Candle: The Power of the Flame is a point and click adventure with a unique hand-drawn aesthetic. You play as Teku, a Light Guide whose village is destroyed and whose shaman is still alive and must be found. The game is narration heavy, weaving its narrative between puzzles solving sections. The narrator is a prominent voice in the tale, filling in the blanks that the dialogue-less characters cannot. He reads well, but I think the game could have benefitted from a narrator like that in Media Molecule’s Little Big Planet series—one that inspired awe and wonder.
Teku carries a titular candle, which can be used to bear flame. Fire is used for a number of things in this world. Simply holding it is enough to ward off some foes. Lighting different receptacles activates mechanisms. Using your candle in areas that are suspicious can also uncover hidden objects. Some puzzles will require you to figure out how to transport flame from one point to another without allowing it to be extinguished.
The camera work is excellent. Stepping into a building or passageway dims your surroundings and the camera zooms in to simulate close quarters. You can still see the dimmed bits of world that are no longer accessible from where you stand and you have to appreciate that attention to detail. Presentation as a whole is very nice, whether it’s the hand-drawn art or the carefully constructed animations, Candle is a joy to behold.
Unfortunately, all is not fabulous in this whimsical world.
When you actually know what to do, puzzles are intuitive and clever. You’ll need to keep an observant eye on your surroundings because there will often be bits and bobs that are easily overlooked and play a hand in getting you past obstacles. A lot of the puzzles are on the obscure side thanks to a lack of dialogue or a proper hint system and Candle proves to be one of those games that you’ll find yourself stuck, finally overcome it and feel like an idiot… Only to find yourself stuck again moments later. That isn’t necessarily a bad thing if you’re more puzzle-minded, but for those like me who don’t have the greatest amount of patience, it can be very frustrating to have to wander back and forth and try to interact with anything and everything to figure out how to proceed.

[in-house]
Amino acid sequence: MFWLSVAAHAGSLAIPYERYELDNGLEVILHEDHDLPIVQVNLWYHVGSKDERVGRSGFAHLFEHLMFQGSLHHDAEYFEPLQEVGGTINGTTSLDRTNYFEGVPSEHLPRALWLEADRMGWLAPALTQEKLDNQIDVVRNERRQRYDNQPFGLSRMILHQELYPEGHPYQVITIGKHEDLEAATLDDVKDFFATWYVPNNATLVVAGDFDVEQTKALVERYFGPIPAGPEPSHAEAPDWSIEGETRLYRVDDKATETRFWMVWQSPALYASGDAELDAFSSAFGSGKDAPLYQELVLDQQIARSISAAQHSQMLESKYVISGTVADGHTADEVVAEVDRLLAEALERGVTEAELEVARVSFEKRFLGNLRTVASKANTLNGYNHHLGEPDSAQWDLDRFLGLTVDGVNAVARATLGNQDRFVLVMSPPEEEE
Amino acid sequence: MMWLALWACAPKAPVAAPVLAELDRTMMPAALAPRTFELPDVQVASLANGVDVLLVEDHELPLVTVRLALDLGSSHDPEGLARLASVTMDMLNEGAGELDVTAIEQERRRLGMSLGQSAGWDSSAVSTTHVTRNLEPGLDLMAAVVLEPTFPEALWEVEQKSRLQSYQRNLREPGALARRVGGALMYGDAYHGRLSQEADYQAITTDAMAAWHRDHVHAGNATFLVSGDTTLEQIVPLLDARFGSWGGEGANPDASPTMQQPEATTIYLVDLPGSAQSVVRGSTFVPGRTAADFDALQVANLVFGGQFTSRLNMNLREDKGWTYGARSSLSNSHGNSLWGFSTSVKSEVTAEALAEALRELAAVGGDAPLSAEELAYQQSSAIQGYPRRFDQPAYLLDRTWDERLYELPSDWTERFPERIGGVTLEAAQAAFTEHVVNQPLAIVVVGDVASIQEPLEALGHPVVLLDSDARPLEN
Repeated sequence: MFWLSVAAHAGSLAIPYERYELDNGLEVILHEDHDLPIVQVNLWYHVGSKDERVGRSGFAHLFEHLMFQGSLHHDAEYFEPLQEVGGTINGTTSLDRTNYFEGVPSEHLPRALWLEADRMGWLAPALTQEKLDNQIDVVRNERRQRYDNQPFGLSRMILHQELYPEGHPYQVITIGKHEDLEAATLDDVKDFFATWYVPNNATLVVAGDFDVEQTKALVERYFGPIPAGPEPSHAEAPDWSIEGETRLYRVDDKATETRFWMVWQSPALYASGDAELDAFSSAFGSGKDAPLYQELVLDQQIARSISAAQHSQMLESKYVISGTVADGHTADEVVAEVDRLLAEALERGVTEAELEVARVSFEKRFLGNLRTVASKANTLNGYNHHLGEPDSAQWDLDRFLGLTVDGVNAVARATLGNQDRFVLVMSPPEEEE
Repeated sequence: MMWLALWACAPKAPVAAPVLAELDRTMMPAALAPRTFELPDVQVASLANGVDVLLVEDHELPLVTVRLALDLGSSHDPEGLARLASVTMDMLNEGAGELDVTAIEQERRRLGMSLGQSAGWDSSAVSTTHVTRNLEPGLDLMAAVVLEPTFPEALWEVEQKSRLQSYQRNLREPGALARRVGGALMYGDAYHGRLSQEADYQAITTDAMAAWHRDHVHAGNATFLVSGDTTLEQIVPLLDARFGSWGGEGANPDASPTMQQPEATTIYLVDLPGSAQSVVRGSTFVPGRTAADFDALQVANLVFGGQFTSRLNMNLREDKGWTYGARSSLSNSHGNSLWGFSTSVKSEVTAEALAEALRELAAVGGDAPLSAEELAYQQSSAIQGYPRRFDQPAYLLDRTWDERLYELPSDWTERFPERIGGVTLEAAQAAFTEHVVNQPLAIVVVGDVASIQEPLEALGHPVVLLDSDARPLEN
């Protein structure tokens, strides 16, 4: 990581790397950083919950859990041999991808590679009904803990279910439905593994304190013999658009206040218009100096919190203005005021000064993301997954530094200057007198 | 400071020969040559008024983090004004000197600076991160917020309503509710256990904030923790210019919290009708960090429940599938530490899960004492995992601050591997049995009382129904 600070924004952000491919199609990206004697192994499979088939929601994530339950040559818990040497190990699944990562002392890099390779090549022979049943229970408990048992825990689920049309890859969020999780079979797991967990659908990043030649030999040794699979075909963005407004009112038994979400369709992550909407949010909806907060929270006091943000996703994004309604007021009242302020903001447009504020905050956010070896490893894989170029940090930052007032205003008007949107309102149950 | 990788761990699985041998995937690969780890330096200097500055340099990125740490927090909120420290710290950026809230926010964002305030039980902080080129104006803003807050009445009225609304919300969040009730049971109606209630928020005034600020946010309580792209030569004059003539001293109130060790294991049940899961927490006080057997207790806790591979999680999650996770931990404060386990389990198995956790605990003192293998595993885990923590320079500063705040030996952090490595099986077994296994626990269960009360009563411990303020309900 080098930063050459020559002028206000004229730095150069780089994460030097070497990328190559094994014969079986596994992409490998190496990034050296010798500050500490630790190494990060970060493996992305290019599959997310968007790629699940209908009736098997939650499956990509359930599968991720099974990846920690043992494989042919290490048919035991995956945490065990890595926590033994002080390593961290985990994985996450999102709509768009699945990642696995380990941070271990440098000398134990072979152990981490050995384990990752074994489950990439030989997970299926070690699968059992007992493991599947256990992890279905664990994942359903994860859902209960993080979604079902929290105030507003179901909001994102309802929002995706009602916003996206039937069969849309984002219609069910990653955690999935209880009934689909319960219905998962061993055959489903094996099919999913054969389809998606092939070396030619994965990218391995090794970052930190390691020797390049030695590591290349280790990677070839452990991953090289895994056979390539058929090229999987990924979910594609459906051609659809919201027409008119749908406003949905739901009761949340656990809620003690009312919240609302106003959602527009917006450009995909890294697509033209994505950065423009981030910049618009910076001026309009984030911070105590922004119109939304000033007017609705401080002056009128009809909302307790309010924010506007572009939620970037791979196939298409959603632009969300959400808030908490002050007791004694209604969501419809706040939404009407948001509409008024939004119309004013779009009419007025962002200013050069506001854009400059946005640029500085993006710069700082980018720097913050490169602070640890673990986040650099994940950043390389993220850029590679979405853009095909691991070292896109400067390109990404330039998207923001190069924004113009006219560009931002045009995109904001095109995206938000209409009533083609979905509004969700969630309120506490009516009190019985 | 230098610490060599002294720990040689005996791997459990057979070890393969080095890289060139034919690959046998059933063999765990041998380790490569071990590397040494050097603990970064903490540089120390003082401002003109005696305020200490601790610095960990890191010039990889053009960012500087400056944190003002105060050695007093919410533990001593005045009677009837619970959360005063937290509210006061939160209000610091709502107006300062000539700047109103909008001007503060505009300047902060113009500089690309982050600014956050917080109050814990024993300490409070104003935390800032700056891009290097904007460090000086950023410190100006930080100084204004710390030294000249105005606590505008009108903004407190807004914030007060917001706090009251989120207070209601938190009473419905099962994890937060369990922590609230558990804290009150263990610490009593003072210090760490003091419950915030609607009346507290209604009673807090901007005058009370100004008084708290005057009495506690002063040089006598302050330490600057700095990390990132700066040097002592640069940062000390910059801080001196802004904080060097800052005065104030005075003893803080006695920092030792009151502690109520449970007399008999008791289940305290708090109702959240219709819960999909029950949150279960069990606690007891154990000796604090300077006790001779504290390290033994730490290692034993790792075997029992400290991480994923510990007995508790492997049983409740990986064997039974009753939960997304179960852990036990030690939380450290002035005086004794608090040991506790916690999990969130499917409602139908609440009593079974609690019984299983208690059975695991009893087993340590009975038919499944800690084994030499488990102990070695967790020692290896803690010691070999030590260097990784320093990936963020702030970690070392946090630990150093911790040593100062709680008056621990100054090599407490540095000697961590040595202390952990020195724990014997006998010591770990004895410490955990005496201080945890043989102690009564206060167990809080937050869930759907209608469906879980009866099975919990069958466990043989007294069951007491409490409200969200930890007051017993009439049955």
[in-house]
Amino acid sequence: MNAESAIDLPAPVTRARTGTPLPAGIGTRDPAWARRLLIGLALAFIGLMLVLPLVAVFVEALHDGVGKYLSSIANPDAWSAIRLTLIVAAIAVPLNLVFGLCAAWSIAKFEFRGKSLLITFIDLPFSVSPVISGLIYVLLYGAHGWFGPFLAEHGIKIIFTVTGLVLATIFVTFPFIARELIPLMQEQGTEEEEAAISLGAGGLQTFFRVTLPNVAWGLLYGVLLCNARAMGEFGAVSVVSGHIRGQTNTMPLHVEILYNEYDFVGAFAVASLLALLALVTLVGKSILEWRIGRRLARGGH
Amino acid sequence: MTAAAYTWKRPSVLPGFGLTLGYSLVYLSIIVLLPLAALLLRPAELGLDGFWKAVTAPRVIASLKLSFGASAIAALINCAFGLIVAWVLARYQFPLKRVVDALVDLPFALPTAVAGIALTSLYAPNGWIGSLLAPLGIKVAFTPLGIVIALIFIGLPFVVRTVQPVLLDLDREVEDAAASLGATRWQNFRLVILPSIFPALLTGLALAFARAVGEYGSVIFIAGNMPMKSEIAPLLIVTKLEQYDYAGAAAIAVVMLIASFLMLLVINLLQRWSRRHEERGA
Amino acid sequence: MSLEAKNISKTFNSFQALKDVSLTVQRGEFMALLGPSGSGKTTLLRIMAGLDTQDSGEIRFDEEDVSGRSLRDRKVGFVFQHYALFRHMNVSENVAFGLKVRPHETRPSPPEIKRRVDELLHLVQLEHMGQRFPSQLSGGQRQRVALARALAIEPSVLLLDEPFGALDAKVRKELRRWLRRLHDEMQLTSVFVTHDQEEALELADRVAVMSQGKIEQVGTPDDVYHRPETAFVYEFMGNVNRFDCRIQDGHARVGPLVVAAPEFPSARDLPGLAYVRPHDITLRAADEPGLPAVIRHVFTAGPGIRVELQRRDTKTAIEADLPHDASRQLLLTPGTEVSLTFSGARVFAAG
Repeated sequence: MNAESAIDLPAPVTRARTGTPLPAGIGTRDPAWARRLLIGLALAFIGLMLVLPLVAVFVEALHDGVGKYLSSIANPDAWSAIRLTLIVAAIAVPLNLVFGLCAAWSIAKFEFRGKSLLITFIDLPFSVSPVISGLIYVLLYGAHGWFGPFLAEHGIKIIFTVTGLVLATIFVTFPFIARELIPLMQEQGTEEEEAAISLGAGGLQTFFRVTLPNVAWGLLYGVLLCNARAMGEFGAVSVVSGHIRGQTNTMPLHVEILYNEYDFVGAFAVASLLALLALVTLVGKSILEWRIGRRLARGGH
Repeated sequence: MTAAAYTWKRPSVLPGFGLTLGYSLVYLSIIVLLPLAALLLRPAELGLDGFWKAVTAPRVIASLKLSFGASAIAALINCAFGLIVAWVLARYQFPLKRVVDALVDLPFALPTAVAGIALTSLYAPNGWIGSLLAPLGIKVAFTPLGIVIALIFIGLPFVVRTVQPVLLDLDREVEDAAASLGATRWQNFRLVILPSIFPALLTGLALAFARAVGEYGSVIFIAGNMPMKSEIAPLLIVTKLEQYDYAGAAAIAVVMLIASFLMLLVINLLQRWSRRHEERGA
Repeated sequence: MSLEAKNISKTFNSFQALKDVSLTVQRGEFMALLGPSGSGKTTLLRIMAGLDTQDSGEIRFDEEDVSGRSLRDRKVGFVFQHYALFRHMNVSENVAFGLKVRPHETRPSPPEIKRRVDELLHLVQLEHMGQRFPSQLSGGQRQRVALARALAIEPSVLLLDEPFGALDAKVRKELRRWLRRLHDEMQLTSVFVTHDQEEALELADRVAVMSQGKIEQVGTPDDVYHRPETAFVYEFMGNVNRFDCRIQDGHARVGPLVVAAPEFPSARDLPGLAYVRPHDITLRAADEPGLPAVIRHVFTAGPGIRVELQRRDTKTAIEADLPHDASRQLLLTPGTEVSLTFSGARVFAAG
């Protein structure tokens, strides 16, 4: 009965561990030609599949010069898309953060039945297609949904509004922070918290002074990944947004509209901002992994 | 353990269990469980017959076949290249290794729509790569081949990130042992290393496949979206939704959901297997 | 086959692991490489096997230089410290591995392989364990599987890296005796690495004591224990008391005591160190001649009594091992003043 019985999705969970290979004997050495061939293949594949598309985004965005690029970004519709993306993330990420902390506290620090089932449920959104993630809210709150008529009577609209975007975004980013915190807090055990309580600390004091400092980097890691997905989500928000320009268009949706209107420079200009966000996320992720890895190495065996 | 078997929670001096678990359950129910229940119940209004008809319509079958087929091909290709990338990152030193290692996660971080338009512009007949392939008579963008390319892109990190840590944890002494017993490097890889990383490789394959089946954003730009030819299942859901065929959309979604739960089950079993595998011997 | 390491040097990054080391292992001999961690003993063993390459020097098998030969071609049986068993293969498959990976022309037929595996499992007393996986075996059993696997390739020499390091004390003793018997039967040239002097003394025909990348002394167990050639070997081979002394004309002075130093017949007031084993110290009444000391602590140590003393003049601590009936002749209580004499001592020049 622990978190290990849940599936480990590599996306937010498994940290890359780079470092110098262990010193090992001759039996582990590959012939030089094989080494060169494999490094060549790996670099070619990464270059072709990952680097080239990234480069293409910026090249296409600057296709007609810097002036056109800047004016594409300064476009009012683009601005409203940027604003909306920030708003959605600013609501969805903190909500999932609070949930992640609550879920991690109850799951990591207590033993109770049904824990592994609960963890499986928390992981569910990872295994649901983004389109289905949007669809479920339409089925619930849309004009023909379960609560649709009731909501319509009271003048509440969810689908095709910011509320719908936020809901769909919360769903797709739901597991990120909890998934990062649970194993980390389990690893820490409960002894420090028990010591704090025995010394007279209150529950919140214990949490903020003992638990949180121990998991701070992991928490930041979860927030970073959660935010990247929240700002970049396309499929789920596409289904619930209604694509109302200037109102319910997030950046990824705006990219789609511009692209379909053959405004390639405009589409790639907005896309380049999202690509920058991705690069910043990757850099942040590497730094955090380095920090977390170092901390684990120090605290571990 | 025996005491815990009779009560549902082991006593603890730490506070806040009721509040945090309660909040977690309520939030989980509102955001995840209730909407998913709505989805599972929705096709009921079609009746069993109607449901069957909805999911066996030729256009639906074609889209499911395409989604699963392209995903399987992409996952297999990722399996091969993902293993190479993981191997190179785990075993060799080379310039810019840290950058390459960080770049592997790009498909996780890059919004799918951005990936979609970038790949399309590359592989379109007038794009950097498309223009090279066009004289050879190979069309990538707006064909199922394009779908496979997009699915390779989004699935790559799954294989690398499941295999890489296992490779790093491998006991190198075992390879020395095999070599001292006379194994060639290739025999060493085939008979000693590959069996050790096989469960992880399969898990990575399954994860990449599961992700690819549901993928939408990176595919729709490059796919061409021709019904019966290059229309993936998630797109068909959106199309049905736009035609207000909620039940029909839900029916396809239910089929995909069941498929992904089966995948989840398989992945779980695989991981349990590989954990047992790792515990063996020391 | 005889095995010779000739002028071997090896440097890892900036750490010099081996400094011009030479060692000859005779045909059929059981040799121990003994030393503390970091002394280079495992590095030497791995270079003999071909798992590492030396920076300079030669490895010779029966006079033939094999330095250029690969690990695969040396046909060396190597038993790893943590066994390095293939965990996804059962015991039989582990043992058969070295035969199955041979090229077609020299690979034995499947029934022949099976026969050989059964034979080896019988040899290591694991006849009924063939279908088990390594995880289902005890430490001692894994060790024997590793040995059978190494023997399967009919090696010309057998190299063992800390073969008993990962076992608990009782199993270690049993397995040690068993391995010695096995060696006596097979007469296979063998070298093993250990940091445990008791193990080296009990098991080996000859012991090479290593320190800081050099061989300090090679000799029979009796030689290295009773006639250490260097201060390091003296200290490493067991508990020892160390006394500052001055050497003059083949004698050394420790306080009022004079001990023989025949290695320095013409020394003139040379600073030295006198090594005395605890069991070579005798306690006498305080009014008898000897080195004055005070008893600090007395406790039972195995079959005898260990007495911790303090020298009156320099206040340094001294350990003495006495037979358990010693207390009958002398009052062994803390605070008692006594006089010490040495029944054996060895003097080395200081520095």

The single reason I cannot recommend Candle to anyone looking for a point and click is because of its unforgiving difficulty level. Had there been an easy mode, sure. That would make it so that those who aren’t as good at puzzle games could still find the title to be accessible. It’s my belief that it shouldn’t take you half an hour to figure out how to even find the next puzzle, much less to attempt it and you shouldn ‘t need to look up a guide in order to enjoy a game, but rather be able to solve it all on your own with a bit of ingenuity. The way things are set up, Candle expects you to find your way and offers little to mp assistance, which won’t be for everyone. As is, I could only recommend this to genre veterans who like their puzzles the way they like their Dark Souls. That’s likely a little dramatic, but you get my point.
- Gorgeous presentation.
- The writing is good.
- Little touches build up a whimsical atmosphere that will draw you into the world.
- Puzzles are clever and solving them is satisfying.
- You are required to hear the narrator read out every little thing. For example, if there’s two sentences of description, you can’t read at your own pace; you have to let him read it to you.
- Obscure to a fault. Progression feels stilted with so many pit-stops to figure out what to do next and that was frustrating.
- No hint system. This is arguably a good thing, but games that allow you to utilize one should you need it don’t run the risk of alienating certain players.
Candle is beautiful and polished in terms of presentation, but its flawed delivery makes it difficult to recommend to a majority. Those who will enjoy Candle will either be puzzle wizzes with an eagle eye for small details or otherwise won’t mind backtracking tirelessly to touch every single object in order figure out where to go next.
REVIEW CODE: A complimentary Sony Playstation 4 code was provided to Bonus Stage for this review. Please send all review code enquiries to email@example.com.